Wow, Qatar has been making headlines lately. The Arabian-peninsula nation committed the coup of snatching the 2022 World Cup from the hands of other likely aspirants, assuring that players and soccer hooligans alike will have to cope with the region’s 120 degree heat.
Now, according to an article in Gulf-Times.com, Mathaf: The Arab Museum of Modern Art in Doha, Qatar is hosting its first multimedia art exhibition, a little thing called “Told/Untold/Retold,” which opened December 30. Qatar Museums Authority’s new exhibition hall at the Museum of Islamic Art. In fact, if you visit Mathaf’s website, you’ll find a slideshow of some absolutely incredible images, including the unbelievable image at right.
According to the website, this piece by Khalil Rabah is a multimedia installation. I haven’t got the foggiest idea what’s meant by that term, in this case…it boggles my mind. This isn’t Dubai, so I assume that Khalil Rabah didn’t actually build an aircraft carrier with plants growing on it, or obtain a carrier and plant stuff on it. But who knows…?
Incidentally, you absolutely must check out this image, from Jeffar Khaldi. There are other offerings by Khalil Rabah, Youssef Nabil, Khaled Takreti, mounir fatmi, Jeffar Khaldi, and more, for a total of 23 artists represented. But of course, the part of the show that generated headlines, and probably the only part that will lodge in the brainpans of art lovers in the west, is the dude with the camera implanted in his head.
In case you missed the media orgy in November and December over this wacky Iraqi, that guy with the head-camera he’s Iraq-born Wafaa Bilal, an artist and an Assistant Professor in the Department of Photography and Imaging at NYU’s Tisch School of the Arts. The implantation of a camera in Bilal’s skull was sponsored by Mathaf for the Told/Untold/Retold show. It’s part of an art experiment in which the two-inch-diameter camera in Bilal’s head takes a photo once a minute for a year, wherever Bilal goes and whatever he’s doing.
The photos are posted to the website 3rdi.me, but since Bilal is back in New York (after a trip to the middle east in December), he must be asleep now — at press time, it’s jet black.
Bilal’s project was covered pretty extensively in the Western press a month or two ago, including articles in the Daily Mail, HuffPo, Popular Science, the BBC World Service, CNN, blah blah blah. Gulf-Times quotes Bilal extensively from the BBC World Service interview about the bizarre implications of this project, including the fact, for instance, that he “hopes to upgrade his camera to a waterproof one,” so he can take a shower without a shower cap, and that his “private moments” with his girlfriend will become public moments.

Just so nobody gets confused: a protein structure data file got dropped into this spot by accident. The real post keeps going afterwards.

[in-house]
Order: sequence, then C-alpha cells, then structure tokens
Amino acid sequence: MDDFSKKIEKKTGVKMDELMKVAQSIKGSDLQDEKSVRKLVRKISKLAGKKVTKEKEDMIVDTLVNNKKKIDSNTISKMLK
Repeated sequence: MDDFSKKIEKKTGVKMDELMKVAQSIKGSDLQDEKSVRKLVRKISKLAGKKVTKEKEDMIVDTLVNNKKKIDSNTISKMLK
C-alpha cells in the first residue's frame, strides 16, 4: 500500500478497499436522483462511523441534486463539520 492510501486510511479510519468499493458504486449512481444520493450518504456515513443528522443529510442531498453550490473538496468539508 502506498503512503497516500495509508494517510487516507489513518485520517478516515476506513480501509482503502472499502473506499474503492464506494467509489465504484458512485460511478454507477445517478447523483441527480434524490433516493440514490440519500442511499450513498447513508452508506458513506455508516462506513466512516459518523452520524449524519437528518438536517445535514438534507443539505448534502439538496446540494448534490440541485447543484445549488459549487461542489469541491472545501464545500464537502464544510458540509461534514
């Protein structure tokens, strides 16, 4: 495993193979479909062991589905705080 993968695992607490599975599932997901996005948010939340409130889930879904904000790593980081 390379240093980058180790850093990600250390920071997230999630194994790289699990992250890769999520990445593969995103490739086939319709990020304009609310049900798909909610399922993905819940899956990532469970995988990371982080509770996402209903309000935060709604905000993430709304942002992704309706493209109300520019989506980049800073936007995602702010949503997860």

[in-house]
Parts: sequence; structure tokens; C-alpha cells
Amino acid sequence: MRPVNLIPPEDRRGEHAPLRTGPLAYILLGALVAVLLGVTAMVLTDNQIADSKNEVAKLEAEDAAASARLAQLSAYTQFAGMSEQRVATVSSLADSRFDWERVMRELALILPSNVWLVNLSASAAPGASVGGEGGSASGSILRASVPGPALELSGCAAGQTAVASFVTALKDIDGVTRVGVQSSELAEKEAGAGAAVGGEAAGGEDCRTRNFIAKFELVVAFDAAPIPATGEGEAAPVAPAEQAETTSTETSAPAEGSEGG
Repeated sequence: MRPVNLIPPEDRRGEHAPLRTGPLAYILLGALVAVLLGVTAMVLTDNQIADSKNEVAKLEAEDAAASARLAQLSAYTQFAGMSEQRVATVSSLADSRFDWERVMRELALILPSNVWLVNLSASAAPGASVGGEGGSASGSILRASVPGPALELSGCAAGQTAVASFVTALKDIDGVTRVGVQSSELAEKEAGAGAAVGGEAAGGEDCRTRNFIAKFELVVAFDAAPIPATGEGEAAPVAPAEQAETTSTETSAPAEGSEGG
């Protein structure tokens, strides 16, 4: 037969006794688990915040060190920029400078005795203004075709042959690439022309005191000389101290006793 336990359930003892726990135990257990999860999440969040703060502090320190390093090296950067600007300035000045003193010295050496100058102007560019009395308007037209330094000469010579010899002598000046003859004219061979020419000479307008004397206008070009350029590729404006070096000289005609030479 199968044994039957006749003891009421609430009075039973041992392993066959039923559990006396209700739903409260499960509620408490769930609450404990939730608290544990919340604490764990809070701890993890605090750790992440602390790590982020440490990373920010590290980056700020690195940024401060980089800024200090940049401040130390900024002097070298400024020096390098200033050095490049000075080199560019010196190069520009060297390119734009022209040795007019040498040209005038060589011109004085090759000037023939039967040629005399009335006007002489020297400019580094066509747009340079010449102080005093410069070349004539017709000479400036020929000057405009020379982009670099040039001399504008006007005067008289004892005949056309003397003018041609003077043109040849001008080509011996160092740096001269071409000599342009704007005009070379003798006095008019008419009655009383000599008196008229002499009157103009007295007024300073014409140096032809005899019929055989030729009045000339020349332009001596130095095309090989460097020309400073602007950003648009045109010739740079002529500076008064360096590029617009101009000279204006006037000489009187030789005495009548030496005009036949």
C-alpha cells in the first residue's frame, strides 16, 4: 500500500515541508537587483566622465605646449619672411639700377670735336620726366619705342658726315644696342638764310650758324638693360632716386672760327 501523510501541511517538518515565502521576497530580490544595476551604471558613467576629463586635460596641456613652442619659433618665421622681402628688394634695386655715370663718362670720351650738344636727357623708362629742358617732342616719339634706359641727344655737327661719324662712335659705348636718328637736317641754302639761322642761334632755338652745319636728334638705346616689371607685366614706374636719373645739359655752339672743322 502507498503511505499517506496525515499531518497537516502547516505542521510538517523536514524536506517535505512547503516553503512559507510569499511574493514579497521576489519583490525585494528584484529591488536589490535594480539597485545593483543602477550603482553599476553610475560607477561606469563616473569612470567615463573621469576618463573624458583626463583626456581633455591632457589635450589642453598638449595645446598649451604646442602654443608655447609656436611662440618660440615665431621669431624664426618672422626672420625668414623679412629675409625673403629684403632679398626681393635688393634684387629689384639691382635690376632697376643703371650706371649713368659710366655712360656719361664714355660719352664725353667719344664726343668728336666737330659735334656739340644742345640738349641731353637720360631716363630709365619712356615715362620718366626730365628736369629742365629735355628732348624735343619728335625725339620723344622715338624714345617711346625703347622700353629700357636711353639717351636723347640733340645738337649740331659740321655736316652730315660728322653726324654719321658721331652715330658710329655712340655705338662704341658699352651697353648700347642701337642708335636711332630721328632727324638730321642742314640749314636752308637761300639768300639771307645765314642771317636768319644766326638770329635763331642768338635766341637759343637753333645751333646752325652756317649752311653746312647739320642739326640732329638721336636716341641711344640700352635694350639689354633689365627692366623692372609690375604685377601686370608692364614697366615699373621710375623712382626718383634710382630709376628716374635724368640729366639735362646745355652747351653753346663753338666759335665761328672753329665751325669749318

I’m going to be honest with you: I get the heebie jeebies even thinking about art like Bilal’s head-camera, not because I’m squeamish about someone having a camera in their head, but because it reeks of gimmicky, pointless tech obsession. Bilal, who lost a brother to a checkpoint bomb, surely has plenty to say about surveillance and its related traumas.
And conceptual art as a category, I don’t object to — in fact, sometimes I love it. Otherwise, how could I get so excited about this incredible installation by Buthayna Ali. I occasionally wake up from nightmares alternately screaming or giggling over the installation I once saw at the San Francisco MOMA with the thousand-and-one French poodles barking at the baby. (I’ve never found it again…it may never have existed. Never have existed. Never have existed…)
But I will admit that I’ve always been deeply suspicious of “high-concept” conceptual art like the Bilal camera; I always feel like it’s remarkably free of content, relying on form to give it meaning. At any given poetry reading at the underground art gallery, I’m always the guy in the corner trying to stifle my laughter as a “performance artist” slaps meat on their head and screams “I am a butterfly! BUTTERFLY!! LOVE ME!!!”
Go ahead! Point me at a canvas of International Klein Blue, and say in your rapture-drunk voice: “Isn’t it glorious?” I’ll try not to punch you in the face. I’ll try.
Clearly, Bilal’s experiment is a whole other field of conceptual art, but as compelling as I find it, every fiber in my body screams “Gimmick.” That’s why I, personally, got a groovier vibe when I checked out Bilal’s competition for eyeballs within the Told/Untold/Retold show. In some ways its fascinatingly credulous art, which makes it kinda refreshing to me. There are other ways in which it strikes me as less credulous than American contemporary art, which has gotten pretty credulous in recent years. Whether it’s drunk American Kool-Aid or failed to drink it, I’m never quite sure.
The good news is that MATHAF has a Facebook Page, a Twitter account, and of course a blog. It’s having a photo competition (deadline, January 6!), so be sure to upload all those snaps you took when visiting the museum. If you’re a virgin to contemporary Arab art, as I am, you may be as pleased as I was to run across the “feisty Beiruti grandmother” showcased in the film Grandma, A Thousand Times, which the museum recently screened (don’t miss the upcoming UAE premier!).
I’m as sad as you are, however, that I missed the free bracelets given away last Thursday, as announced on the Twitter account:
It sounds like they’re having a heck of a party over there in Qatar, that’s for dang sure.